The Holocene history of mediterranean-type plant communities, Little Desert National Park, Victoria, Australia
Thomas, I., Enright, N.J. and Kenyon, C.E. (2001) The Holocene history of mediterranean-type plant communities, Little Desert National Park, Victoria, Australia. Holocene, 11 (6). pp. 691-697.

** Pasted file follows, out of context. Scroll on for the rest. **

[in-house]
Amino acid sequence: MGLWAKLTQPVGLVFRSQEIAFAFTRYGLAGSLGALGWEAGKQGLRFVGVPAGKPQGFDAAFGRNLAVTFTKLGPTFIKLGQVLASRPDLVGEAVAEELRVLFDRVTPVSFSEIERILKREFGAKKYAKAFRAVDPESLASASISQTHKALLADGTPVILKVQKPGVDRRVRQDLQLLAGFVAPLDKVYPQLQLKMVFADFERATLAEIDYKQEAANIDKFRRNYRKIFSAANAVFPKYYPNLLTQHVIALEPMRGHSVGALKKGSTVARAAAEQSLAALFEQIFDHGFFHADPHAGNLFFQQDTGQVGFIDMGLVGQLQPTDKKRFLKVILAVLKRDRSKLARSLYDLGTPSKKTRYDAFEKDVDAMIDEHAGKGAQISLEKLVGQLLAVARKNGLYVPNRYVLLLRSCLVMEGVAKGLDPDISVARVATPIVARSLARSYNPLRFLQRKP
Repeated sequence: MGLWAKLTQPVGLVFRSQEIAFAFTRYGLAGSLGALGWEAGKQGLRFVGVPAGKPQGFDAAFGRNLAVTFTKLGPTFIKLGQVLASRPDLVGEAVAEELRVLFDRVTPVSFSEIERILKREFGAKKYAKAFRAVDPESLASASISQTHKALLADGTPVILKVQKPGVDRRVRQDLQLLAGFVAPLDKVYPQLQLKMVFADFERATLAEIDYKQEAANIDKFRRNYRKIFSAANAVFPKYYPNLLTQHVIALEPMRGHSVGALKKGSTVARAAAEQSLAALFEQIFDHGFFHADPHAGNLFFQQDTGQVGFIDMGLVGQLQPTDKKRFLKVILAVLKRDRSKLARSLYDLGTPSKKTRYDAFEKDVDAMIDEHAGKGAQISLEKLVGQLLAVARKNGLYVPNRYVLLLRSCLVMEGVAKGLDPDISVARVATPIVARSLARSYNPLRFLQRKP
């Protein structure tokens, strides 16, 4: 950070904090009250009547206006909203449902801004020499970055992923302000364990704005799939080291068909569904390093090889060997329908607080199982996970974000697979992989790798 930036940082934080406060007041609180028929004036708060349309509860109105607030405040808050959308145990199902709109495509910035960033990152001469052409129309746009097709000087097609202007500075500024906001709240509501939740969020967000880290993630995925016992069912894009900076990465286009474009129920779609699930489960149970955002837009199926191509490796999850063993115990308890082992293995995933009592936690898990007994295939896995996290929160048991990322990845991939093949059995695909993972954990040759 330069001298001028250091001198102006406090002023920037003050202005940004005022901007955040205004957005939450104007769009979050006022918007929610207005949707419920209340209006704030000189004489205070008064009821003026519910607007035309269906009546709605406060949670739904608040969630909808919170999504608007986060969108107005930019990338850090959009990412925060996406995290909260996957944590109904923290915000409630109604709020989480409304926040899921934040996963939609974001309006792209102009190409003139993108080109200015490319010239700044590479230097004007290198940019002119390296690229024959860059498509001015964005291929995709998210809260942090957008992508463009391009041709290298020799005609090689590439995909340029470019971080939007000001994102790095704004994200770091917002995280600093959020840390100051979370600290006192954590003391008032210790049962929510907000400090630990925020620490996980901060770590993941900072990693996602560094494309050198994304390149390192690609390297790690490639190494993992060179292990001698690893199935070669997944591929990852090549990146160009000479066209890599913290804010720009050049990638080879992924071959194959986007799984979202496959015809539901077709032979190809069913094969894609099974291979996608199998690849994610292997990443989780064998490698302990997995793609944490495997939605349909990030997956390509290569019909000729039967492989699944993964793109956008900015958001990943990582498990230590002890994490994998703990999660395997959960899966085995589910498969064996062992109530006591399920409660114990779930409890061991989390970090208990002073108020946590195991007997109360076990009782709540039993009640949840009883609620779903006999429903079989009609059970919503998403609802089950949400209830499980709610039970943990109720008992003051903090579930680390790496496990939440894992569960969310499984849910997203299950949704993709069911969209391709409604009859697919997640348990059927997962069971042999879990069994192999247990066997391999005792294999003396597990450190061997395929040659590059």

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This paper begins to identify the relative roles of climate change, people and fire as factors in the late-Pleistocene and Holocene evolution of one of the most diverse terrestrial ecosystems in southern Australia. Our research illustrates that pollen from mediterranean-type heathlands can be recognized from sediments taken from small basins in semi-arid ecosystems. The use of pollen and carbonized panicle analyses from sediment cores, in conjunction with ecological research on plant-fire relationships, establishes a role for palaeoecological techniques in the interpretation of long-term processes in semi-arid heathlands in Australia. Radiocarbon dates indicate that the treeless structure at our study site in the Little Desert of western Victoria has existed since at least the early Holocene. Pollen evidence indicates an increase in plant diversity, especially in Proteaceae and fire ephemerals, and a decrease in fire-sensitive taxa (e.g., Callitris spp., Allocasuarina muelleriana type) over the last 4000 years. This decline occurs in conjunction with increases in the frequency of carbonized particles.
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